LANG: Right. The major thing you're going to be looking at in health history today with someone who you're putting on Hydroxychloroquine is there's a problem with heart arrhythmia that can develop. However, this has been shown only recently.
The original packaging labeling, FDA authorizations for use of it never even mentions arrhythmias. But we did find, in certain conditions, the condition is called Long Q.T. Syndrome, that you can have an arrhythmia can develop.
If you are monitoring beforehand, as you can imagine the president would have a regular EKG, and that EKG shows no evidence of Long Q.T. Syndrome, and then subsequently, you can do additional monitoring, even after you start the medication. We're not sure that's being done.
But you can monitor that to make sure, even if you don't have a risk up front, do you have a risk after the fact. It's easy to check. It's not something that would typically be a sudden change in the absence of a prior history.
KING: Why, then, do we have FDA recommendations if the president of the United States -- can I just say, I don't care. Doctor, could you give me a prescription right now if I said the FDA says you shouldn't use this unless you have emergency use authorized or unless you're part of one of these clinical studies. Would you write me a Hydroxychloroquine prescription right now?
LANG: Two different questions. Two very different questions. One is from a public health standpoint. Are you ever going to make a recommendation on a public health level just saying across the board, this is OK to take, when you don't know the medical status of every person that's out there?
You need to say this is not something that for everybody because there's this risk of cardiac anomalies and there are more minor risks also. But there are risks like cardiac issues out there. So the last thing the FDA would say is, yes, everyone go talk to your doc, get this done.
But in an individual situation, whether it's you, me, or the president of the United States, when you look at the potential risks and the potential benefits and, in light of your personal individual health history, that's a different story. So you have to consider what's good for making general pronouncements for the public versus what is good for individual patients.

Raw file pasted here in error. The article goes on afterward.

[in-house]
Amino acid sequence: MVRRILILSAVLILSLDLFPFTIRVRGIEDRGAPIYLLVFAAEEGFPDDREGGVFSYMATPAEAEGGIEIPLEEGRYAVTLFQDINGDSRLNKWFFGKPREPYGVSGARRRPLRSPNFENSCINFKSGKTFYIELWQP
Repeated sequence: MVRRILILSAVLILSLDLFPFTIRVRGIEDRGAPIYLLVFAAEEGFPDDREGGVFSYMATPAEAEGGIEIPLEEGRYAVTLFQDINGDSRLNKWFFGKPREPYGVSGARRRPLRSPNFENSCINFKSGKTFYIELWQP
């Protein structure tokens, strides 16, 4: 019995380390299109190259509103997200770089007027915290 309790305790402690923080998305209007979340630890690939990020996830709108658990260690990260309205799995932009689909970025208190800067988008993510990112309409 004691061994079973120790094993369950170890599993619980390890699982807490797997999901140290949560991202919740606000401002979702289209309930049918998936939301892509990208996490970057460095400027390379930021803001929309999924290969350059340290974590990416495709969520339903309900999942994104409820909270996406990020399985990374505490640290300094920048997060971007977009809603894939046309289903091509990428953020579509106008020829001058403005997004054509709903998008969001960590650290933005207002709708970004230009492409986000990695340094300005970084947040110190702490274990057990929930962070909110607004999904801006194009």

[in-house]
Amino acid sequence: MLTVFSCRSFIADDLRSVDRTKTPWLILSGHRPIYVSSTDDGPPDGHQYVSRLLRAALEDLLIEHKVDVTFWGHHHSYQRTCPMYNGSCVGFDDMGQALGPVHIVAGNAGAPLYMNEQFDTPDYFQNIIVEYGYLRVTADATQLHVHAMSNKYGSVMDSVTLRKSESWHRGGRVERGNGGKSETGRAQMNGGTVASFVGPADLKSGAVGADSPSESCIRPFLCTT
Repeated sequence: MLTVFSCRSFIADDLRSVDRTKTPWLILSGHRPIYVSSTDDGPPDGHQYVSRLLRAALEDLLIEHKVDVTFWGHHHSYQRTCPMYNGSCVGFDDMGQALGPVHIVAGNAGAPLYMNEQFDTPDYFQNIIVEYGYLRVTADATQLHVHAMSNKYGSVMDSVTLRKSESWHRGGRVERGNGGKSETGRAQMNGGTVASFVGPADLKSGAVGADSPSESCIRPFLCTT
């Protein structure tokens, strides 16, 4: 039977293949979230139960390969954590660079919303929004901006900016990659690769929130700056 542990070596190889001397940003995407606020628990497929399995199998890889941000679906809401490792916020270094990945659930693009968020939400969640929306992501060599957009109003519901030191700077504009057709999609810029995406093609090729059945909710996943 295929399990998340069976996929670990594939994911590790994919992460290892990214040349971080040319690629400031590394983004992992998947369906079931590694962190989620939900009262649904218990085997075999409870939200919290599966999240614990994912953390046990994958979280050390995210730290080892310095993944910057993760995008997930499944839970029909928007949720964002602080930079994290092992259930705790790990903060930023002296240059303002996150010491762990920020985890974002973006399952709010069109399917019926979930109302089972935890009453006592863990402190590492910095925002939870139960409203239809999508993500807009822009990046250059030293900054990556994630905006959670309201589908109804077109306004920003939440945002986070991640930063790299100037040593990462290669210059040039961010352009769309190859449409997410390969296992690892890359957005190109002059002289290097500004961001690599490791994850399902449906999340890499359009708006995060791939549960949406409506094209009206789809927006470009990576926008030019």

And that's the whole reason why many, many drugs, as many as some studies say a fifth of all drug use is off-label use. The FDA has not said that it's OK to use. But we, clinicians, in considering the individual risks and benefits in the setting of a particular patient, feel that it's beneficial for the patient. So that's what's happening here.
KING: Dr. Lang, I appreciate your insights very much.
LANG: Happy to be with you.
KING: Take care, sir. Appreciate it.
It's reopening day for a big slice of New York State, but just what is the timeline of hard-hit New York City?
KING: New York State opened today, including Buffalo, Rochester and Niagara Falls. Governor Cuomo says the area has now hired enough contact tracers to begin phase one of the reopening process. That means retail, manufacturing and construction can resume, along with activities like fishing and hunting.
Looking ahead to the Memorial Day holiday weekend coming, state beaches and parks are set to reopen on Friday. That does not include beaches, though, in New York City. CNN's Shimon Prokupecz joins me now.
Shimon, you have an interesting situation where a lot of New York is it beginning to reopen but the timeline for the city is still down the road a bit.
SHIMON PROKUPECZ, CNN CORRESPONDENT: It's still down the road a bit, probably weeks away. The mayor saying he's not going to reopen beaches. A lot of people not very happy about that. We'll see as the days go on, how that goes.
As you said, we have northern regions now, western regions that have reopened, as you said, Buffalo being one of the big parts of the western region that have reopened. And it's jobs that don't really require a lot of contact with people that the governor is going to allow to softly restart.
This is all in some ways a test for the state, to see how this goes. And if this is successful and if things are going to continue to head the way they're heading, in the downward trend in terms of the number of people who are getting infected, the number of hospitalizations, and if they can keep on containing this, it's going to help other parts of the state, of course.
And it is, John, a big question here for New York City: When are we going to see that reopen? The mayor indicating it's probably going to be sometime in June. What exactly that will entail, we don't know yet.
The other thing the governor pointing out was Buffalo. He says he's hoping to see sports come back, perhaps maybe getting the Buffalo Bills started again. That was something he raised yesterday. Of course, a lot of fans would like to see sports come back. So we'll see where that goes.
But this is all very good indications, of course, for the state, John, if things continue to head in the right direction. We'll hear from the governor momentarily and we'll see what he has to say.
KING: See if he says the reopening does expand in part of the state.
Shimon Prokupecz, appreciate the reporting.
Now to Florida, where most of that state too also reopening tomorrow. Miami moving to phase one tomorrow. It's also one of the cities hardest hit by COVID-19. More than 9,700 cases in Miami.
CNN's Rosa Flores is in Miami with more.
Rosa, this is a big step.
ROSA FLORES, CNN NATIONAL CORRESPONDENT: This is a huge step. The city of Miami announcing it will start reopening tomorrow, allowing retail stores to reopen at 50 percent capacity. Barber shops will also reopen, 26 parks as well.
All of this with some restrictions, of course. Face coverings will be required and social distancing.